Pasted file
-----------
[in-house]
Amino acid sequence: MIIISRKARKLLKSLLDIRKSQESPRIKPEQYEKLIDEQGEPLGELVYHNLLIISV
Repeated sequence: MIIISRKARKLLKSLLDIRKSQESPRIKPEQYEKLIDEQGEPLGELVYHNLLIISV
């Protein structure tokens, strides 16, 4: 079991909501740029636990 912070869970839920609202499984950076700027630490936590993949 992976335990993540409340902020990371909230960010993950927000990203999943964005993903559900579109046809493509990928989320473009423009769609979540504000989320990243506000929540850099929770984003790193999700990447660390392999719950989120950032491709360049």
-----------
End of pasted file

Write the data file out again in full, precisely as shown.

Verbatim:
[in-house]
Amino acid sequence: MIIISRKARKLLKSLLDIRKSQESPRIKPEQYEKLIDEQGEPLGELVYHNLLIISV
Repeated sequence: MIIISRKARKLLKSLLDIRKSQESPRIKPEQYEKLIDEQGEPLGELVYHNLLIISV
């Protein structure tokens, strides 16, 4: 079991909501740029636990 912070869970839920609202499984950076700027630490936590993949 992976335990993540409340902020990371909230960010993950927000990203999943964005993903559900579109046809493509990928989320473009423009769609979540504000989320990243506000929540850099929770984003790193999700990447660390392999719950989120950032491709360049």